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The Governance of Water in Locality and Community Participation: A Study of Community Level Institutions in the Provision of Drinking Water in Hanoi, Vietnam
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|Title:||The Governance of Water in Locality and Community Participation: A Study of Community Level Institutions in the Provision of Drinking Water in Hanoi, Vietnam|
|Issue Date:||Dec 2015|
|Publisher:||[Honolulu] : [University of Hawaii at Manoa], [December 2015]|
|Abstract:||Community level institutions have been increasingly recognized as promising agents for service provision because of their demand-responsive and participatory approaches to unaddressed practical needs in developing countries. Whether considered governance actors complementing and/or compromising public and private sector water service provisions, or as primary providers responsible for inventing and governing their own water supply system, community level institutions are intriguing research topics. Existing literature emphasizes determinants of effectiveness, efficiency, and sustainability of infrastructural systems created and managed by community governance. The existing literature, however, has not sufficiently explored community level institutional building processes related to essential service enhancements for local people, piecemeal capacity building, nor the building of local governance.|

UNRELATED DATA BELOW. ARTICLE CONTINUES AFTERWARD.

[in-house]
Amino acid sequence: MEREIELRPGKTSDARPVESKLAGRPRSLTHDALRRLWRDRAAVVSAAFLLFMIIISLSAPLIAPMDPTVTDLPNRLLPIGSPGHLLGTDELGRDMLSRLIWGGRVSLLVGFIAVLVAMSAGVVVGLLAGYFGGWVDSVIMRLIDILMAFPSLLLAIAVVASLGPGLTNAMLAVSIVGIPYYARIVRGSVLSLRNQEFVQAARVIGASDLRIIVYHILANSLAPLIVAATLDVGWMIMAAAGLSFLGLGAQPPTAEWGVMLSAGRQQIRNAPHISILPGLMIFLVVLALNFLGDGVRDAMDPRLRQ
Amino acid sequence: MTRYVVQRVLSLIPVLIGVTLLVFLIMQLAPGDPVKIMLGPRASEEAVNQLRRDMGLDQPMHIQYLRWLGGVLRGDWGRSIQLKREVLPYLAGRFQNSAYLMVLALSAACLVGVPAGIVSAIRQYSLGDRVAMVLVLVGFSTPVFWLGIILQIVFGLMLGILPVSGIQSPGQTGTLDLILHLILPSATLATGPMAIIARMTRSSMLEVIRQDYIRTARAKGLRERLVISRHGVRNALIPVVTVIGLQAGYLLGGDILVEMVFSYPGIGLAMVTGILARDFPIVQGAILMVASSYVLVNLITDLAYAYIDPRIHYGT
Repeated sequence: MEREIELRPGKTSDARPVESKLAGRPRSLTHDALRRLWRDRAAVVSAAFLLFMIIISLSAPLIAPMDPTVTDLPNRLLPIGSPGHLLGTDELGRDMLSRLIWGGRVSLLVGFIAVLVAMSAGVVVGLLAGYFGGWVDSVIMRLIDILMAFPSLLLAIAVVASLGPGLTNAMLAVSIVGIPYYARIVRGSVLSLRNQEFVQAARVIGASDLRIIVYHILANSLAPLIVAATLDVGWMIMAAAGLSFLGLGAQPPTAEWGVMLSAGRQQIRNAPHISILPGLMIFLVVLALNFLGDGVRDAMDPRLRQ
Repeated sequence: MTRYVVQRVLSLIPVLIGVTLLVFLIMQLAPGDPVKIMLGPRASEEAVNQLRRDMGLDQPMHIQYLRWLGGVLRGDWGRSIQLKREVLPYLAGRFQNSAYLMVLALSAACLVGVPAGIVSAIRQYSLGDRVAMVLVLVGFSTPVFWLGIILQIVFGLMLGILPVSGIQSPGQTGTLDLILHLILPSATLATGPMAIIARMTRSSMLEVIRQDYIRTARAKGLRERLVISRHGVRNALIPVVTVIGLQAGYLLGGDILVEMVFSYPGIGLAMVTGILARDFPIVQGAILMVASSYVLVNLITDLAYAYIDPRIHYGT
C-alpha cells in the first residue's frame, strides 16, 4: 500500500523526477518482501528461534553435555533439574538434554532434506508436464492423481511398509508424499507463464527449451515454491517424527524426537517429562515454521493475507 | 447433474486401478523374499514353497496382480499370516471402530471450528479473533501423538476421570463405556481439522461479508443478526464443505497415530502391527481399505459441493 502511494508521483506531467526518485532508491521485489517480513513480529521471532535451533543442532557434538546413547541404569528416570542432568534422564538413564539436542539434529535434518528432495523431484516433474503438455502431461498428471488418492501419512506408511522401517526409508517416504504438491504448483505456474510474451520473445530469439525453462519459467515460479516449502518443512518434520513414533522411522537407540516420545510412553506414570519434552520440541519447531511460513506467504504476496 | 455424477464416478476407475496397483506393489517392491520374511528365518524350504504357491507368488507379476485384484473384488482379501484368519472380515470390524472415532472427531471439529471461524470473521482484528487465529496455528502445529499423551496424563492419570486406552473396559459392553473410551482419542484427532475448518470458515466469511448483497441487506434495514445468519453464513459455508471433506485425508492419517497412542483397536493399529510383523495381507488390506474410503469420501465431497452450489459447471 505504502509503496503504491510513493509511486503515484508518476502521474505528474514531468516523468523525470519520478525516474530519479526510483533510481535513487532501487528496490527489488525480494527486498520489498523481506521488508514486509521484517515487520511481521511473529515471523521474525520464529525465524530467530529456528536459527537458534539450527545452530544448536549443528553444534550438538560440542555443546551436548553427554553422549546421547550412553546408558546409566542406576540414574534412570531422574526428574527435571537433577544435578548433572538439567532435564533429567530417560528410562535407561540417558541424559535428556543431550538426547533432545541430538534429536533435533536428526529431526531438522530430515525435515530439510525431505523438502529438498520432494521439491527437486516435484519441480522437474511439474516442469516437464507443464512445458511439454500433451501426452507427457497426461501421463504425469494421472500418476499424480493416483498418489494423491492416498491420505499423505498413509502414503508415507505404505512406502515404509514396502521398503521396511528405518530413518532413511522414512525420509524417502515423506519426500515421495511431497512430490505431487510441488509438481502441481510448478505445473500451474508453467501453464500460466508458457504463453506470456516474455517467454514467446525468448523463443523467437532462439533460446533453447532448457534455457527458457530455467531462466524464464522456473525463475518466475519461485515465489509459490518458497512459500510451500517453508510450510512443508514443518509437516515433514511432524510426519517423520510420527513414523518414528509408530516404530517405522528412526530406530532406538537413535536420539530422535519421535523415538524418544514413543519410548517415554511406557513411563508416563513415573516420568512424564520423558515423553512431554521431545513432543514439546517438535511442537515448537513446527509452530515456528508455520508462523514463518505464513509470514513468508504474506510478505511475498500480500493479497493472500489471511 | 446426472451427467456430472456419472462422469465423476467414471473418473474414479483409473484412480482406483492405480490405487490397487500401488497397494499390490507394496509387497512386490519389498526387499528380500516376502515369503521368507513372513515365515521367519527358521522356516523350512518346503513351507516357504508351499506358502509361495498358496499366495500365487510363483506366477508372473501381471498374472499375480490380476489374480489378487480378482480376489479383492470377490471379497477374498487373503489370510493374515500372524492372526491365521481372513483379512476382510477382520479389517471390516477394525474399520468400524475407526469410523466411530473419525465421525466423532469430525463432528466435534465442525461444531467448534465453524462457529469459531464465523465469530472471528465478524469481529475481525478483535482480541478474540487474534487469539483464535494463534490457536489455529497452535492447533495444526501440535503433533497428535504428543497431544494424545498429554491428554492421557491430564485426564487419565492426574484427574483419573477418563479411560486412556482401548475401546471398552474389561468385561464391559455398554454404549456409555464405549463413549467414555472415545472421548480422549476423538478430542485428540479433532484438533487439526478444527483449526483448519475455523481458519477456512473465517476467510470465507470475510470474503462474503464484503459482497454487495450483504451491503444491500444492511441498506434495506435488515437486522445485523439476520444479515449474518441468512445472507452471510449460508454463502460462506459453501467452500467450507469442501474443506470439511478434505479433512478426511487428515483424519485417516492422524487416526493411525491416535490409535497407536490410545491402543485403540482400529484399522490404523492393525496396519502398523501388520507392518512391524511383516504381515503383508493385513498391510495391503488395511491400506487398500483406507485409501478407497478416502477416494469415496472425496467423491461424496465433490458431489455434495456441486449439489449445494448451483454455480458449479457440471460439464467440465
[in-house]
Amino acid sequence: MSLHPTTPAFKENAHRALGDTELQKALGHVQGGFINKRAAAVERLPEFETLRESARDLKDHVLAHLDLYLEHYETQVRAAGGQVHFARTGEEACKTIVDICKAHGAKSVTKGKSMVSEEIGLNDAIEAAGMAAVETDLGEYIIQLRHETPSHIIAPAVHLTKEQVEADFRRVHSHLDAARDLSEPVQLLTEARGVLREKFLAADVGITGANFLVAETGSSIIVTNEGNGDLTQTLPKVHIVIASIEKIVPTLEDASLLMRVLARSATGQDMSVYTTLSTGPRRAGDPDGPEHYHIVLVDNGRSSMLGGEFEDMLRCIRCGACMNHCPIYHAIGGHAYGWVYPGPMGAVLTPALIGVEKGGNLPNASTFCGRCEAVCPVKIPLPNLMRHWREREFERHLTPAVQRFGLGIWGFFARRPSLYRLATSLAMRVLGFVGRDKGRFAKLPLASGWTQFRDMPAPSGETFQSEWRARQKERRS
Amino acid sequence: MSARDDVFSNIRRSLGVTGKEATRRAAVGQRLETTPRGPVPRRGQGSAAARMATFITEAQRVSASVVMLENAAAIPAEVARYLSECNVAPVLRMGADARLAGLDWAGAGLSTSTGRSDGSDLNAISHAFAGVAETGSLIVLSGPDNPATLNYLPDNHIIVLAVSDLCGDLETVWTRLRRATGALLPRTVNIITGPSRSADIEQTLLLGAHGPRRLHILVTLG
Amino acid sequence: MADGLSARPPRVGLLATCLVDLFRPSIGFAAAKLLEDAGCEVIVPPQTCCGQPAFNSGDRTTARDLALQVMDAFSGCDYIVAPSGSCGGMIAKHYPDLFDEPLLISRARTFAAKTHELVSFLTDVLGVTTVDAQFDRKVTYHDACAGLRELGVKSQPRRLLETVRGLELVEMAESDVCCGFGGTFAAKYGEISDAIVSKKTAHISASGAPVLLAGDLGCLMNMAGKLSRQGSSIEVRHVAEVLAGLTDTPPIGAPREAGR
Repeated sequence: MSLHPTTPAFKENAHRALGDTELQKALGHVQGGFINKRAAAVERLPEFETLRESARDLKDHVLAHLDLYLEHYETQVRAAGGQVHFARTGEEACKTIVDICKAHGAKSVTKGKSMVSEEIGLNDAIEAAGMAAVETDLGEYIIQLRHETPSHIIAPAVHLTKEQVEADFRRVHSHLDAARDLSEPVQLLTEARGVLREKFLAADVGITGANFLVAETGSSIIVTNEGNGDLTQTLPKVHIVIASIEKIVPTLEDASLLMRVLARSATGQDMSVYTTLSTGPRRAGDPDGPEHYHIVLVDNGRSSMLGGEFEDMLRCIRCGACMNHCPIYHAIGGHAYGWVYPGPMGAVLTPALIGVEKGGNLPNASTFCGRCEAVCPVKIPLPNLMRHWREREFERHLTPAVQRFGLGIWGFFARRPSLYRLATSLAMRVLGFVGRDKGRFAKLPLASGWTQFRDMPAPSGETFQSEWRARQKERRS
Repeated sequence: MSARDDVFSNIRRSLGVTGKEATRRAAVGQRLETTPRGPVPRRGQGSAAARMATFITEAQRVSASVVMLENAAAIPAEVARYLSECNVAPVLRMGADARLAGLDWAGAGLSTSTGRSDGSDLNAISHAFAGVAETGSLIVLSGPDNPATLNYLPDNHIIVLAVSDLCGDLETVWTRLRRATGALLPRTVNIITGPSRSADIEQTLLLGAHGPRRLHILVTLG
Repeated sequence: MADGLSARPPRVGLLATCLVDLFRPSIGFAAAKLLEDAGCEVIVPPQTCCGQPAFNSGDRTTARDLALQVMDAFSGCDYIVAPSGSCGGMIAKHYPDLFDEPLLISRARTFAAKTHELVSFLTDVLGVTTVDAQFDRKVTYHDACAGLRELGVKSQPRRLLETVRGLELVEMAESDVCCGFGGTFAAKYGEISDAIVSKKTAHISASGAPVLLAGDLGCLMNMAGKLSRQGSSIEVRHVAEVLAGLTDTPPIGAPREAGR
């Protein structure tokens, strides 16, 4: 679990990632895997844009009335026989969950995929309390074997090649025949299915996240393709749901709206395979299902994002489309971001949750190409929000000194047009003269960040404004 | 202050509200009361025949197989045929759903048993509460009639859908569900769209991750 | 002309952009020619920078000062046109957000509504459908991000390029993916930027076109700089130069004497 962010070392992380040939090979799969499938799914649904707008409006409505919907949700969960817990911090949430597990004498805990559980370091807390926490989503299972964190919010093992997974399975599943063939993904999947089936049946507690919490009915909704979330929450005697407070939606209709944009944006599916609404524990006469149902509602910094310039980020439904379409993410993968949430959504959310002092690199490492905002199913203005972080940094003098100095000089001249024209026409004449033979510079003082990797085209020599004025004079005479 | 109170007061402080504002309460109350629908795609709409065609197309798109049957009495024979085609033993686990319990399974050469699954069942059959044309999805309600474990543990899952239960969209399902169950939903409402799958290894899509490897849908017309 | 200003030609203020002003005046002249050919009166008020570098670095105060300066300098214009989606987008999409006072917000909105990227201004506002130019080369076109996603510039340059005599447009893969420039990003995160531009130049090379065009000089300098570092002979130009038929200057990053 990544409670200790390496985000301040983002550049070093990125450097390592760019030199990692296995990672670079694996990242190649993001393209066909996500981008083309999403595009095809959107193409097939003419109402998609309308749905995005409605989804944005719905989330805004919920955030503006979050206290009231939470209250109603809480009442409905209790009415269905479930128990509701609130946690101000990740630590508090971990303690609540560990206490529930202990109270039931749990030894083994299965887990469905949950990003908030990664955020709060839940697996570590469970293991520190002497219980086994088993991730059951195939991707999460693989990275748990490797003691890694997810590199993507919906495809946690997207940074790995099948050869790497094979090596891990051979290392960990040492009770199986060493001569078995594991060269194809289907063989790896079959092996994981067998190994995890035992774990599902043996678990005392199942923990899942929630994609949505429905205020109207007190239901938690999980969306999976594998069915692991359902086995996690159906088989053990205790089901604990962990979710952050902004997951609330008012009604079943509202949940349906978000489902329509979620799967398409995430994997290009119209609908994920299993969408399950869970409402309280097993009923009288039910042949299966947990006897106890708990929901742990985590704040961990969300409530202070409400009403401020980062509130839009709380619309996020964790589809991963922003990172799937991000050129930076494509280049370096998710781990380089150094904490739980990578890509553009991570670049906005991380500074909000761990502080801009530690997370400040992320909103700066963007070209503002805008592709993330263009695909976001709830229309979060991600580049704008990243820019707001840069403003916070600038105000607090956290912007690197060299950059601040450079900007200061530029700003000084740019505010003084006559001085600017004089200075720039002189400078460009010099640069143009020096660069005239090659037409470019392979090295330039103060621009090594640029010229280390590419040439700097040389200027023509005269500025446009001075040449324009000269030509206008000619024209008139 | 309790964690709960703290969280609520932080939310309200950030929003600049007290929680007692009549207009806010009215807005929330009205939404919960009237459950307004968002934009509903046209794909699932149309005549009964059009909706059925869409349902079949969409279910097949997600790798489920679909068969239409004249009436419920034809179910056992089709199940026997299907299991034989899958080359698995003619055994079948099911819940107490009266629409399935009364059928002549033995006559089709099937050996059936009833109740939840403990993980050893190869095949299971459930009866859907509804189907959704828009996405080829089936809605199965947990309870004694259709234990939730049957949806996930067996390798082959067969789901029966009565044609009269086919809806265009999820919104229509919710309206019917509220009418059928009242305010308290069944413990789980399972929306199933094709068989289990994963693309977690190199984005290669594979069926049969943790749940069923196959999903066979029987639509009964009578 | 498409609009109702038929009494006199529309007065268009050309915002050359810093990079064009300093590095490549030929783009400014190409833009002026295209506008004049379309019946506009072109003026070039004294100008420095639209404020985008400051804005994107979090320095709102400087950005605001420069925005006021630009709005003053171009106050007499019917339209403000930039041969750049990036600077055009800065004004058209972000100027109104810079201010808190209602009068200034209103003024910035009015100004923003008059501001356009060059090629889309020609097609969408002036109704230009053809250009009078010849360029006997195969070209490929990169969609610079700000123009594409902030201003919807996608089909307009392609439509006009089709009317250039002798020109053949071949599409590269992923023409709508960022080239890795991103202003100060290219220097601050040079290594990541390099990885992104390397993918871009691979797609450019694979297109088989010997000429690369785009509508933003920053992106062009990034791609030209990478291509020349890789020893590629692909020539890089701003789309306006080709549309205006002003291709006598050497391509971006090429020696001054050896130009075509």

This qualitative study of Co Nhue commune, Hanoi municipality, Vietnam (where drinking water service is the point of entry) answers the two questions: (1) How did the commune form and implement water supply system construction and management? (2) To what extent did the commune’s collective efforts foster capacity building and local governance processes? Adopting this non-conventional service provision pathway informs community capacity building processes, enhancing relationships between residents, local government, and other organizations.
Strong local leadership, envisioning community betterment, established and developed Co Nhue’s water supply project. Accordingly, community level institutions can act as service providers with (i) local government support, (ii) dedicated management team members and effective institutional arrangements, (iii) creative and enthusiastic leadership of local institutions, and (iv) participation and support of local civic organizations and water users. However, many constraints challenge the system’s endurance: institutional changes including leadership changes, unstable staffing, ineffective regulatory enforcement, free-riders, and opportunistic behaviors of institution members; limited technical capabilities, incompetency, and limited managerial inexperience of institution staff; lack of local government supervision; and unwillingness of public utilities to provide support.
The study also indicates that this non-conventional pathway in water provision potentially contributes to building and enhancing local capacity and governance. However, the end result of the community program, which was often documented as unsustainable, led to mixed perceptions of success and failure both within the community and by external actors.
|Description:||Ph.D. University of Hawaii at Manoa 2015.|
Includes bibliographical references.
|Appears in Collections:||Ph.D. - Urban and Regional Planning|
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